Eat your peas or ... well, whatever
My husband and I were sitting at our dinner table many years ago, trying to get our young daughter to eat all of her peas so she would have a ”clean” plate.
We tried coaxing then scolding, but she wouldn’t finish eating the peas. Everyone at the table was frustrated.
And then, it dawned on both of us. … She doesn’t have to finish eating her peas. And, suddenly, everyone at the table was relaxed and happier.
During my childhood I had adopted this notion you were supposed to eat everything on your plate.
I remember having to sit at the table until I had eaten most of my slice of pumpkin pie. I hated pumpkin pie. Love it now, but not then. But that was more a lesson of ‘if you put it on your plate, you need to eat it’ or that I should try new things. Not sure which.
Then, there was the time in kindergarten when I had to stay in the cafeteria and finish my meal and miss recess. I tried to tell the teacher I didn’t want to eat — I think it was chicken fried steak — but she was very stern and insisted I finish. She left a classmate to guard me to make sure I finished.
A few bites more, and I was vomiting in the trash can. See, I really didn’t want to eat it.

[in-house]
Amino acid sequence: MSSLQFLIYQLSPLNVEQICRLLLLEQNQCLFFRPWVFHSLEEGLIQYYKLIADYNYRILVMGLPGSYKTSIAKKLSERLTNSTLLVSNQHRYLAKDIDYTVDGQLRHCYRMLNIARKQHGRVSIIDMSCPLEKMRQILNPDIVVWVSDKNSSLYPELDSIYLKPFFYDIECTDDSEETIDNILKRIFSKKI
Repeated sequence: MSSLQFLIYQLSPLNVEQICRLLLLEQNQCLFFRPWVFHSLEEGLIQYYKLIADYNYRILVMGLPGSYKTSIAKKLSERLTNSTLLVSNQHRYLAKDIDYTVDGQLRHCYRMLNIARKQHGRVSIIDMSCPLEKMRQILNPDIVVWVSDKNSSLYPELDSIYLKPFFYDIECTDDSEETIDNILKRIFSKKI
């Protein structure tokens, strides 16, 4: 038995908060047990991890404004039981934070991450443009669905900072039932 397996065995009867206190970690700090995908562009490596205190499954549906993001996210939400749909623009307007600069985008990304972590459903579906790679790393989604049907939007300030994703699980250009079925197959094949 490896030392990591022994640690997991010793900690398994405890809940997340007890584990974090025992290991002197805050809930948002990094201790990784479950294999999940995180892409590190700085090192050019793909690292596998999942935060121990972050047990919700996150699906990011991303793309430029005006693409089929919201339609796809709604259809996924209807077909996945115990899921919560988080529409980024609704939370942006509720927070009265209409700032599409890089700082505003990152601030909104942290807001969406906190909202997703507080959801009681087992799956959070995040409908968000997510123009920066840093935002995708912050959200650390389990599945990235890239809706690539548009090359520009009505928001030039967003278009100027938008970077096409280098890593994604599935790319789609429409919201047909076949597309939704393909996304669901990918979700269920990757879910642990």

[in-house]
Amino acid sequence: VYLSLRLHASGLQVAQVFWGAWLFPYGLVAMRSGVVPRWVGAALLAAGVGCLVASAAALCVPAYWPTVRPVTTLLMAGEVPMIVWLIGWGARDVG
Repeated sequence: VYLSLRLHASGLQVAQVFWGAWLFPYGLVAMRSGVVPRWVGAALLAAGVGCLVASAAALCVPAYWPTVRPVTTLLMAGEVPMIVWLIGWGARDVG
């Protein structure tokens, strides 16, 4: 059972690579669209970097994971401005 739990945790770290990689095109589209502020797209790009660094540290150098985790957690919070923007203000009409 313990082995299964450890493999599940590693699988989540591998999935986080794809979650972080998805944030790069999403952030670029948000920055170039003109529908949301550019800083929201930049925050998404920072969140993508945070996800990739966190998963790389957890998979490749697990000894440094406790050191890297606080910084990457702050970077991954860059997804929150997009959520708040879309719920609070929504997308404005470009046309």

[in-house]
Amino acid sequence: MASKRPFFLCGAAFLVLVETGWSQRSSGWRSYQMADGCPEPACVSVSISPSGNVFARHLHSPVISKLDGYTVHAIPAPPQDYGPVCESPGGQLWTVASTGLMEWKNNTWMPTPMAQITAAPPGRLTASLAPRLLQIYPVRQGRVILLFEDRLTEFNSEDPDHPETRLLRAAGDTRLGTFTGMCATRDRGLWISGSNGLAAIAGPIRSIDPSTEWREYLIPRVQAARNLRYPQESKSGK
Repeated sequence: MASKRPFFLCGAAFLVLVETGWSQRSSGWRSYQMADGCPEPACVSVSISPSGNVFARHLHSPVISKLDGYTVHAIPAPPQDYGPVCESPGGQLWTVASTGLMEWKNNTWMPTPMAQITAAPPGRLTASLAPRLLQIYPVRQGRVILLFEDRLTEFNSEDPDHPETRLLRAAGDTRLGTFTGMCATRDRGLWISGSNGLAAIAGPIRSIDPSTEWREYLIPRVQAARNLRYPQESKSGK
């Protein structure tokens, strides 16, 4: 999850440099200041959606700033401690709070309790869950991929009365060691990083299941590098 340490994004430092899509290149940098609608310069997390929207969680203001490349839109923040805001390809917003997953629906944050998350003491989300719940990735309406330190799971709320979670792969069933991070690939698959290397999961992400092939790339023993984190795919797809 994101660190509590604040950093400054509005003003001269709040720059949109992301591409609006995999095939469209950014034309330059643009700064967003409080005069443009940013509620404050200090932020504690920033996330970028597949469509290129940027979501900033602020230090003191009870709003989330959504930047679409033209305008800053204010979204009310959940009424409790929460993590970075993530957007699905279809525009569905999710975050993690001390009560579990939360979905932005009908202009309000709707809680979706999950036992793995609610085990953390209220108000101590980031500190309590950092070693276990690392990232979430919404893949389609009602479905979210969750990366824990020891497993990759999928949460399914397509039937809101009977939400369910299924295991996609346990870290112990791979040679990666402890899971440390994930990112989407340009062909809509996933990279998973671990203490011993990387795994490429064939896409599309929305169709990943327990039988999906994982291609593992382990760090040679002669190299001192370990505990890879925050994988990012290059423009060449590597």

But, fast-forward, and we know now that forcing kids to eat everything on their plates isn’t necessarily a good idea. And, truly, the starving children in another country are not going to benefit or suffer more or less if your child leaves half of her sandwich from lunch every once in a while.
As grownups we hear “portion control,” so we need to make sure we’re not forcing our children to eat if they’re full. Maybe, in the future, they won’t have as many problems with controlling what they eat.
March is National Nutrition Month, and in connection with that, Fresh Healthy Eating, a San Diego-based company, offered these helpful tips for parents:
- Limit snacks. Children who fill up on a lot of calories from snacks eat less at meal times, and usually the snacks are not all that nutritious. Limit calories that come from snacking, and offer snacks that are healthy, such as a sliced apple with peanut butter, or vegetables they can dip into hummus.
- Eat more fruits and veggies. Fruits and vegetables offer a lot of vitamins and minerals, as well as antioxidants. In addition to including some in snacking, aim to make fruits and vegetables half of their plate at mealtime.
- Watch the sugar. Added sugars fill kids up with empty calories. Pay attention to the amount of sugar that is in food and how much they are consuming.
- Avoid the clean plate club. Many parents try to get their children to clean their plate by eating all the food on it. Problem is, children are in tune with their body cues and tend to eat when they are hungry and stop when they are full. When parents make them eat everything on their plate, they teach them to ignore their hunger cues, which can potentially lead to obesity problems later on. Ideally, parents should start with small amounts of food on the plate, so it’s not so overwhelming.
- Model healthy eating. One of the most important tools in getting kids to eat healthily is to model that behavior. Children who have parents who eat healthily tend to grow up eating in a more healthy way themselves.
By the way, peas are now one of my daughter’s favorite vegetables.